There’s no denying that the NHA has been in a state of flux since Bill Tramposch announced his retirement this time last year. The shakeup has been marked in recent months by a number of staff departures, perhaps most notably the dynamic Sacerdote Chair of Education and Outreach Marjan Shirzad, who sold her home on the island after being hired as the vice president of community services at the Mercer Museum and Fonthill Castle in Doyleston, Pennsylvania. “Serving the people of this dynamic island community and having the opportunity to create world-class, inclusive experiences for visitors of all ages was a great honor for me, both personally and professionally,” said Shirzad on her way to her new post. “Nantucket will remain in my heart always.” One of Shirzad’s many successes at the NHA was drawing new blood into the museum and cultivating a younger donor base though parties, roof-top music and other events.
On this topic of appealing to a younger audience, Russell first emphasizes the importance of education in sowing the seeds for long-term support of the NHA. Along with continuing and adding a number of events at the various NHA properties, Russell plans on taking a holistic approach to unrolling a new mentorship program with Nantucket High School, expanding the internship program offered to off-island students, and increasing year-round museum accessibility to the community. “Specifically on how can we cultivate a younger set of donors, I would look at what has been successful in the past,” Russell says. “For instance, the activities that take place on the roof — the band that comes in on a Friday night — that was a very successful venture.” He wants to continue to think of “fresh and different” uses of the space to pull in that younger audience. “I’ve challenged our staff to do that,” Russell says. “Let’s go through an exercise in how we can reinvent what happens at the Whaling Museum.”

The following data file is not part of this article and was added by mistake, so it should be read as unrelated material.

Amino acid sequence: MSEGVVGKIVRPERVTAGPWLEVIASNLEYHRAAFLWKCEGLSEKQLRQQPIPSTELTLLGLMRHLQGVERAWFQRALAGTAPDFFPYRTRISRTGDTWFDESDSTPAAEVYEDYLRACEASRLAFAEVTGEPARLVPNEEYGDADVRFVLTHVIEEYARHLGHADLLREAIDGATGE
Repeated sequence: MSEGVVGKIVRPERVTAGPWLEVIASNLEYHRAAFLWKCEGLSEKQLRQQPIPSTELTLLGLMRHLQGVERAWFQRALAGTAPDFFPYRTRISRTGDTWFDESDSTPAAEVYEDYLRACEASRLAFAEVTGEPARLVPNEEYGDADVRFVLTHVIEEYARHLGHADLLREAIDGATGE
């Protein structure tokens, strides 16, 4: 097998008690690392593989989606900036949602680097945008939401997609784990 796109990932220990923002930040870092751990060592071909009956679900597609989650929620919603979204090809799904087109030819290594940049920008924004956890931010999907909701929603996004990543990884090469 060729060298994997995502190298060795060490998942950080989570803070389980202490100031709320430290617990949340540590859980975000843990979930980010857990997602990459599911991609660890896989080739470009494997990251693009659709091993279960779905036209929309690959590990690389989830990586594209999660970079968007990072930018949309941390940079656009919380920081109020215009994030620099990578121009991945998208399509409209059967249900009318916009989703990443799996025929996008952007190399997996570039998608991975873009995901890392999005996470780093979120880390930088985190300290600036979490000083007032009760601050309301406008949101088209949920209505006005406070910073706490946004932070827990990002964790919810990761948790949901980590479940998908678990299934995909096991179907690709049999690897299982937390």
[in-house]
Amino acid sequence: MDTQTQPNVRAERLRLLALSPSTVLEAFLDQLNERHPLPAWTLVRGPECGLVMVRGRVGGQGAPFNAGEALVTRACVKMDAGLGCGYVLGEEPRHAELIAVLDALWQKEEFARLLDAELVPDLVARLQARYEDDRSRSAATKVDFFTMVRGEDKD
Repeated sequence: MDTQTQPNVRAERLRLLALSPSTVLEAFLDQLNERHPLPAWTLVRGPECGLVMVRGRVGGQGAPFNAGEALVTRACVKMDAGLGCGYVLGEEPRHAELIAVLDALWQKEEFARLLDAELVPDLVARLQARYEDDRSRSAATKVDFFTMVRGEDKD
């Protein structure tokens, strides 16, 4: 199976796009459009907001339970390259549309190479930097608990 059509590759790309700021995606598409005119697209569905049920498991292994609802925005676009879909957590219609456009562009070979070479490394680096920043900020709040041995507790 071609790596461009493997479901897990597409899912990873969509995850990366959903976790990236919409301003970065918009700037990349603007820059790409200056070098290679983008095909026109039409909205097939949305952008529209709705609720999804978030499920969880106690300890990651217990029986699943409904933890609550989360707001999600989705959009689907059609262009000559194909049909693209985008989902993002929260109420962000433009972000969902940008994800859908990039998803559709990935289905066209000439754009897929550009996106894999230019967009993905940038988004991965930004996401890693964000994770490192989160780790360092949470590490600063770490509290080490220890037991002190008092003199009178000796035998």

Whether it was taking over the Attleboro Arts Museum at the ripe age of twenty-eight or becoming the director of the Herreshoff Marine Museum/America’s Cup Hall of Fame despite having very little sailing experience, in seemingly every case, Russell has gotten up to speed with the institutions he’s represented and turned them into revered beacons in their communities.
“Both myself and Delia are very excited to be in Nantucket,” Russell says of himself and his wife. “Not just because it’s an absolutely beautiful place, but because we were both yearning for a strong sense of community.” He continues, “By working together within a relatively small population, one could really achieve great things. I think one of the really enriching components of being on the island is the fact that we’re surrounding ourselves with some very good and smart people. Within that setting great things can happen.”